Norman Lebrecht’s Album of the Week – String Quartets
Karl Amadeus Hartmann, who lived all his life in Munich and died 50 years ago this December, went into inner exile during the Nazi regime. He refused to allow his music to be performed after January 1933 and joined an underground movement that helped people flee the country. After the War, he founded Musica Viva, a concert series that introduced Bavarians to all the new music they had missed under Hitler. His own music is a vital link in German cultural history and is played all too little abroad, or on record.
His second string quartet, begun in May 1945, ripples with overt references to Alban Berg and his violin concerto. Like Berg, Hartmann weaves tonal into atonal and hints at sources in Bach. Like Berg, he conceals a lover in the work, the syllables of his wife’s name, Elisabeth. Like Berg he is, for all the cross-references, entirely himself. The music, intimate and intense, grips the ear with great force.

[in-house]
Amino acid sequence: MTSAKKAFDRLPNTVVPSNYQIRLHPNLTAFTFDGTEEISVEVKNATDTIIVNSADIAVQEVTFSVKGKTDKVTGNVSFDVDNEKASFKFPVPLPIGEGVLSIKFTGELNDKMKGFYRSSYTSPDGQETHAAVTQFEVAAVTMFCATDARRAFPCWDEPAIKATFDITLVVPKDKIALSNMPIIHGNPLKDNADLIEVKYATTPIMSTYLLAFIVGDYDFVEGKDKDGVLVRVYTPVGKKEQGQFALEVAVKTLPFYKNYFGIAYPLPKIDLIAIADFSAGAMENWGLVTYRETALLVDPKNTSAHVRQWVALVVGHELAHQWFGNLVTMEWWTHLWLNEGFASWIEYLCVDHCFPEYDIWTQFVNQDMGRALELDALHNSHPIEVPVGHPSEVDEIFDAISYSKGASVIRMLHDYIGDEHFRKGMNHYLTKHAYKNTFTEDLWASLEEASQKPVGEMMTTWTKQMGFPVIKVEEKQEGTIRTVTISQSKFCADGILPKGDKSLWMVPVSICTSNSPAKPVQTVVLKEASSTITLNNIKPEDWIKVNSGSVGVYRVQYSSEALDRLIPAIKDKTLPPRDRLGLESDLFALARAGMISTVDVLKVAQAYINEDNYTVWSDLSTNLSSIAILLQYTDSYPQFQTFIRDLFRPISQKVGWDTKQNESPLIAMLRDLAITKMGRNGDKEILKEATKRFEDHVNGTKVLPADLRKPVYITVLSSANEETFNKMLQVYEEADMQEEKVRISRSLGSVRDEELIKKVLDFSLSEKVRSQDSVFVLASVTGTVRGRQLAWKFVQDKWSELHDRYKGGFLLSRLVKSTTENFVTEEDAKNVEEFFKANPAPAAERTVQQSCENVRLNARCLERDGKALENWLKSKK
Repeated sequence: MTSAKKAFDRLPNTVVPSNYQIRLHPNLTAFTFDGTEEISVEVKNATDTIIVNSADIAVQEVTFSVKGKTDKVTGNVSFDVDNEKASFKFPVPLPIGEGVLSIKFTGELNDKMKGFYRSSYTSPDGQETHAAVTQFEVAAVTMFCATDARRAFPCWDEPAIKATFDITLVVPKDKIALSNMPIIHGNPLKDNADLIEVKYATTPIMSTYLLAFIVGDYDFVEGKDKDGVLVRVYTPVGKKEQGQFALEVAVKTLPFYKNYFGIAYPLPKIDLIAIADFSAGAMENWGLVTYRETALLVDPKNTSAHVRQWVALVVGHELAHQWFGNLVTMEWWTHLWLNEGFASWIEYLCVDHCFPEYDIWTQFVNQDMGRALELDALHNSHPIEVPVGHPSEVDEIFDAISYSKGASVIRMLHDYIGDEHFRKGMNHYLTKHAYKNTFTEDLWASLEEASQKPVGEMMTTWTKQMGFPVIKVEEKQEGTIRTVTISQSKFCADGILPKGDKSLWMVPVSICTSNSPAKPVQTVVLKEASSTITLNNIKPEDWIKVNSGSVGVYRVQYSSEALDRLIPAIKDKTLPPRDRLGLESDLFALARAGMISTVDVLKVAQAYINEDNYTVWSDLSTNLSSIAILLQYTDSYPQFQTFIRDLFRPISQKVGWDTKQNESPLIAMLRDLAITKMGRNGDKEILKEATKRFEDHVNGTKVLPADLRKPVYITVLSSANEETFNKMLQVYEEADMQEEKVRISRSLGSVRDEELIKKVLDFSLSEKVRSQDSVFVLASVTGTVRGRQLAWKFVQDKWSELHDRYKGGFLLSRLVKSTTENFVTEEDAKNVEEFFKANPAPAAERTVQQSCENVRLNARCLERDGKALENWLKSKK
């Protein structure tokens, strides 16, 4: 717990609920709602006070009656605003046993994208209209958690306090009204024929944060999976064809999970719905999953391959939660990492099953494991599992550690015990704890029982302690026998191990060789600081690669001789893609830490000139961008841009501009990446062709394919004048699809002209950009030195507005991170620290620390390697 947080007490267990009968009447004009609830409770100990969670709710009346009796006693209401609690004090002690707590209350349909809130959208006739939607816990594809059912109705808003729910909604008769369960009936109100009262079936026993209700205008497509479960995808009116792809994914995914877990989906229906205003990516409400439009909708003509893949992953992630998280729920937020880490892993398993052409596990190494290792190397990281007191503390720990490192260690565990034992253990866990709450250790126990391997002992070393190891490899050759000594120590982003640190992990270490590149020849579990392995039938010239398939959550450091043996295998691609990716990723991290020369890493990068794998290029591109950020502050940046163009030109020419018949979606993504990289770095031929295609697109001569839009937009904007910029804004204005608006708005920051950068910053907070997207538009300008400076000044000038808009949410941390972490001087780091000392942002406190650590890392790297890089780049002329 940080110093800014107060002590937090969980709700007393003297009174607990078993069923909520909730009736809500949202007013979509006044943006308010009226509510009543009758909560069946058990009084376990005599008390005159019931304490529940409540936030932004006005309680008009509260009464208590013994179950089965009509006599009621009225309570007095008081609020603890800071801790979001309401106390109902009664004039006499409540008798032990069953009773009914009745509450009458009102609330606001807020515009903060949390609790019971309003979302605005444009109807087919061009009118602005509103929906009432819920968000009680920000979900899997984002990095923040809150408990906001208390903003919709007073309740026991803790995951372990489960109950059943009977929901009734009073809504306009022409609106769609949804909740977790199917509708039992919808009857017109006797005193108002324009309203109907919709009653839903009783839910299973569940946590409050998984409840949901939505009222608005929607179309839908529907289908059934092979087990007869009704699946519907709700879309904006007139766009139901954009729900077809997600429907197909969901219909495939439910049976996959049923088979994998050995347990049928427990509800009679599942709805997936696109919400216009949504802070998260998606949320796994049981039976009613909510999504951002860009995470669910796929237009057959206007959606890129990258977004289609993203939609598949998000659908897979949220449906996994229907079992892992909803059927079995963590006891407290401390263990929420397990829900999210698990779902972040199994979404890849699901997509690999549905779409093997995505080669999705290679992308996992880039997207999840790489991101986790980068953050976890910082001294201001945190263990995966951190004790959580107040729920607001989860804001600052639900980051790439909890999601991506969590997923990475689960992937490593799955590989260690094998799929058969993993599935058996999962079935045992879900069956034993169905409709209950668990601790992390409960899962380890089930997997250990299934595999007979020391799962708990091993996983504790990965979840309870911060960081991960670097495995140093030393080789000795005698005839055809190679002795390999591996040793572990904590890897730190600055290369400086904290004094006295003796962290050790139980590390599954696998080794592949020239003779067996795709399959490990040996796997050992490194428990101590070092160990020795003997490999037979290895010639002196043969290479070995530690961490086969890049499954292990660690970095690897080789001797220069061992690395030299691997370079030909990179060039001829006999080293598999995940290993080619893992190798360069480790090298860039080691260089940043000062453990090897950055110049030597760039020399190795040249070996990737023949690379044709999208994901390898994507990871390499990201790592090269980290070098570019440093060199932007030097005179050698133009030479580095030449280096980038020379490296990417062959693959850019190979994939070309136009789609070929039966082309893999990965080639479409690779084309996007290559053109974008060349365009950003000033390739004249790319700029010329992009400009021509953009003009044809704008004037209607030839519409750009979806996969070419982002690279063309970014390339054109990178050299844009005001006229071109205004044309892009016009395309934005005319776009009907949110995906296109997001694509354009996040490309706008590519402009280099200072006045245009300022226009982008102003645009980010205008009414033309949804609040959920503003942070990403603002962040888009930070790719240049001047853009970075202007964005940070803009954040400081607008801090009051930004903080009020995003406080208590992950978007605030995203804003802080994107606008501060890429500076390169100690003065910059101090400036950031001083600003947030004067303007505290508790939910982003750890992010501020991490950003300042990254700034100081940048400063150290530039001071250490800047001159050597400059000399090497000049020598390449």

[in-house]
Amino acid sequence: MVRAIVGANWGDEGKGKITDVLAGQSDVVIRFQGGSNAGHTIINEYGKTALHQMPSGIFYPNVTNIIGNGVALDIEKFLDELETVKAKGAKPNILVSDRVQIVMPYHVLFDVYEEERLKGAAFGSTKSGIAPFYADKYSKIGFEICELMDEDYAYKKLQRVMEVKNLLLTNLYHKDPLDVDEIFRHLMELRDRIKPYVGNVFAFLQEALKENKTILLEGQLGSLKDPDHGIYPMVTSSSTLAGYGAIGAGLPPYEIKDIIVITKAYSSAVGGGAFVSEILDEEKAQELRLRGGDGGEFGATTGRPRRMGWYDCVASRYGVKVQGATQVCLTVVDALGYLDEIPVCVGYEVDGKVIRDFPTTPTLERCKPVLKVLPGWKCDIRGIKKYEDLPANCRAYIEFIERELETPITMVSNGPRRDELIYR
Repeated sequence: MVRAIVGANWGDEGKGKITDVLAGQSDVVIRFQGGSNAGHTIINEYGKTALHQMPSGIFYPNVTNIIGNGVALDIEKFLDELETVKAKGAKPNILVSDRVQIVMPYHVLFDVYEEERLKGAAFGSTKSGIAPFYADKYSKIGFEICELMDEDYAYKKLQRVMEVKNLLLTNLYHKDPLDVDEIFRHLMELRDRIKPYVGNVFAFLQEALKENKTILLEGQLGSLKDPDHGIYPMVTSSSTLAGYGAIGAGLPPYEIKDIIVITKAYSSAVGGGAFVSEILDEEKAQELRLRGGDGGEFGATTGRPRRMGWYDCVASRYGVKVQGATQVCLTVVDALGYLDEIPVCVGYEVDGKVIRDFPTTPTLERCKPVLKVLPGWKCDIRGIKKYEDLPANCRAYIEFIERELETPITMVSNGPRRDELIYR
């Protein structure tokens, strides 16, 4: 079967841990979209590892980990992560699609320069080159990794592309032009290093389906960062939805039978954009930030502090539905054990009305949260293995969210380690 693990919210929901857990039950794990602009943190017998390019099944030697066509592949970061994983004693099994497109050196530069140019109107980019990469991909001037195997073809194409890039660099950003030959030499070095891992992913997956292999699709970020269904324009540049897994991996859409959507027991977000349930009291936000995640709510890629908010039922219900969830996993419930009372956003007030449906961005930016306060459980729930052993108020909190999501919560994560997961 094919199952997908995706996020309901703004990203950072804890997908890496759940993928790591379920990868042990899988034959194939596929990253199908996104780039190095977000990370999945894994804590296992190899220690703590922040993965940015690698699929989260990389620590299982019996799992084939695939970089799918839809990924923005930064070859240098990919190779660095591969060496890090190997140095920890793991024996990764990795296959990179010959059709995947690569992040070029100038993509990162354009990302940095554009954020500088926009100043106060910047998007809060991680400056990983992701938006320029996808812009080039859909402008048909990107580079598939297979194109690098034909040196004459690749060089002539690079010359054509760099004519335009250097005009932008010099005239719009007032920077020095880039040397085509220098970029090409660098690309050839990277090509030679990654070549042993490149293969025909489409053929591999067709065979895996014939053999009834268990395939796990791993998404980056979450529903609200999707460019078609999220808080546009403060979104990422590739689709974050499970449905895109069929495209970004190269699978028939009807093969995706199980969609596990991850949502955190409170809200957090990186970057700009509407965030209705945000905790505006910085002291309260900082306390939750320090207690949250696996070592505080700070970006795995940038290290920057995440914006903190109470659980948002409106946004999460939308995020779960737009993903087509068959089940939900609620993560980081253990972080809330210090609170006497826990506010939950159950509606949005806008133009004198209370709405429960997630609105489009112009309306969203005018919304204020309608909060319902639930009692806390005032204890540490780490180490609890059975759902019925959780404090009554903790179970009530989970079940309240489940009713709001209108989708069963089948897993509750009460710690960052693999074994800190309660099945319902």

It is played here by the Zehetmair Quartet in a context that is at once imaginative and ambitious. The album opens with Beethoven’s final quartet, the opus 135, taken at high speed and risk, unflickering in its glare at approaching death. Next comes the Bruckner quartet (admit it: you never knew he wrote one), written in the composer’s early 40s and, in its quietude, an antodote to his huge symphonies. Then the quartet play Hartmann and you grasp the coherence of the compilation. The final piece, commissioned by the Zehetmairs from the Swiss composer Heinz Holliger, is full of allusions to German literature, though lacking lacks a strong conclusion. That said, this is a bold and intelligent album, played with passion, a signature project.
Norman Lebrecht is a regular presenter on BBC Radio 3 and a contributor to the Wall Street Journal, Bloomberg and other publications. He has written 12 books about music, the most recent being Why Mahler? He hosts the blog Slipped Disc.